Consider a small heat pump like this 12K DIY miny split.


  5. jeuteneier | | #5

    Thanks for the link Michael. That article may not apply to my very tiny 7 x 9 space. An HRV is overkill for my situation. I just use it for office hours as Walta suggested.

    Walta I don't *need* a/c but obviously it's a nice to have. I'm perfectly happy to manage windows and fans and my windows happen to be double hung so leaving them cracked may not be a problem, though I do live in Portland so theft is a concern.

    I think I'll look for a small a/c unit and manage windows as a start.

    1. Expert Member
      Michael Maines | | #6

      Your call. Your dew points are rarely over 55 so ventilating, whether by fan or ERV, should be enough, without needing AC. I often use a Fantech EGO HRV for bathrooms about the size of your office. You may be less happy about fans and open windows in the shoulder seasons when the dew points are similar but the outdoor temperature is lower than it is now.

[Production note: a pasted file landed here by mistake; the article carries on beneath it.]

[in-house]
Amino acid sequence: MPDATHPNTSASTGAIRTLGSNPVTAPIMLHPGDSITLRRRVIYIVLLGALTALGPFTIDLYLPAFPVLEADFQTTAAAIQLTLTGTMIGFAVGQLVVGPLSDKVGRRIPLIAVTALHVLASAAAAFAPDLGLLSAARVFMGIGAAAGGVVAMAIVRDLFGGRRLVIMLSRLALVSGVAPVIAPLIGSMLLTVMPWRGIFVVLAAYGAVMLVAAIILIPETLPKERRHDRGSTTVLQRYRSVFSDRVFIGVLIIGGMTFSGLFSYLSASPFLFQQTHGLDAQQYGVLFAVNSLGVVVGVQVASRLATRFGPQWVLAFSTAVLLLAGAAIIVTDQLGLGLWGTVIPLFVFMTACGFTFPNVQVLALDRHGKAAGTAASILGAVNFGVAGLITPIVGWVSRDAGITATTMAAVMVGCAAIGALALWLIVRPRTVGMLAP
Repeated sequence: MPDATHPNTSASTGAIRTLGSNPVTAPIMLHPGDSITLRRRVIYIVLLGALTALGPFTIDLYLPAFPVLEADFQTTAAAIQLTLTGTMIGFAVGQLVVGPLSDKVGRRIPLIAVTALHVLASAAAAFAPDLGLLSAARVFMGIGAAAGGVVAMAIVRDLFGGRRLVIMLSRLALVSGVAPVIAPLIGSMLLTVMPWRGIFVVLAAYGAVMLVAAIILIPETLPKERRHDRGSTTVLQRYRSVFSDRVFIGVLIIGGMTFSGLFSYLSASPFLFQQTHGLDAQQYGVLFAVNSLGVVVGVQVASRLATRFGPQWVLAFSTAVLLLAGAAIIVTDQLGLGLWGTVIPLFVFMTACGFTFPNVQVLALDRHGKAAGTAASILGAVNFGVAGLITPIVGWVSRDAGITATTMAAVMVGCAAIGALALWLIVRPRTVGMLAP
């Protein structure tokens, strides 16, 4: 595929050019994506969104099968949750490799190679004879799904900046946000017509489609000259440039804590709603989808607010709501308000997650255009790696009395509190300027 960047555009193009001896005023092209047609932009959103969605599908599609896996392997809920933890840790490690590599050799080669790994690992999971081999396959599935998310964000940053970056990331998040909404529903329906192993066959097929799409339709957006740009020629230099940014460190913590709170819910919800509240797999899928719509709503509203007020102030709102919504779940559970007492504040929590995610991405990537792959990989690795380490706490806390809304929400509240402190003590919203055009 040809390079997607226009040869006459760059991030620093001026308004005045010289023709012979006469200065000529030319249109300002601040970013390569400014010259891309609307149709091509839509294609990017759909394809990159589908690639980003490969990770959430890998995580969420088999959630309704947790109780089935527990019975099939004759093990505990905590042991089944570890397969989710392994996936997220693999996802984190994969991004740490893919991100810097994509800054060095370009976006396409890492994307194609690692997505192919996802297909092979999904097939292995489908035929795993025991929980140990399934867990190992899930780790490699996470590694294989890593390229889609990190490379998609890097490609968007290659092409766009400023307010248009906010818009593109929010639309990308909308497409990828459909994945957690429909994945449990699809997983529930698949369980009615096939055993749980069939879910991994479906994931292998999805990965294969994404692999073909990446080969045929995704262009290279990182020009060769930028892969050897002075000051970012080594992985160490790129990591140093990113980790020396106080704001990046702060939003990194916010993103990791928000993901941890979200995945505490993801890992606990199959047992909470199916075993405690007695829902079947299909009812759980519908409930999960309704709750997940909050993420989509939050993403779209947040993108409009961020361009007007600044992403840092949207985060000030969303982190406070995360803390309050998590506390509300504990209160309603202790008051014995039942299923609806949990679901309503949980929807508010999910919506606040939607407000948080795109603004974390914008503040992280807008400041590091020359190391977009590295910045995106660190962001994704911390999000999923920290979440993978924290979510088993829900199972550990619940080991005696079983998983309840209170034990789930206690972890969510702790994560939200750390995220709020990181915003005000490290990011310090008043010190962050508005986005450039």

1. jeuteneier | | #7

        I want to make sure I got this right.
        1. A small portable AC helps reduce moisture but doesn't really provide ventilation but does provide temp control.
        2. Windows open with fans provides ventilation so reduces humidity but little temp control.
        3. HRV provides ventilation and helps control humidity and if i'm using either AC or heater it will retain some of that temp.

        On the last one would a bath fan be acceptable (losing the retained temps) and if so I'll need an intake (either permanent or cracked window.

        I've got a small Envi heater for shoulder seasons.

        1. Expert Member
          Michael Maines | | #8

          1. Yes, though in such a small space, an AC will cool the space before much dehumidification occurs. But it will help reduce humidity to some degree.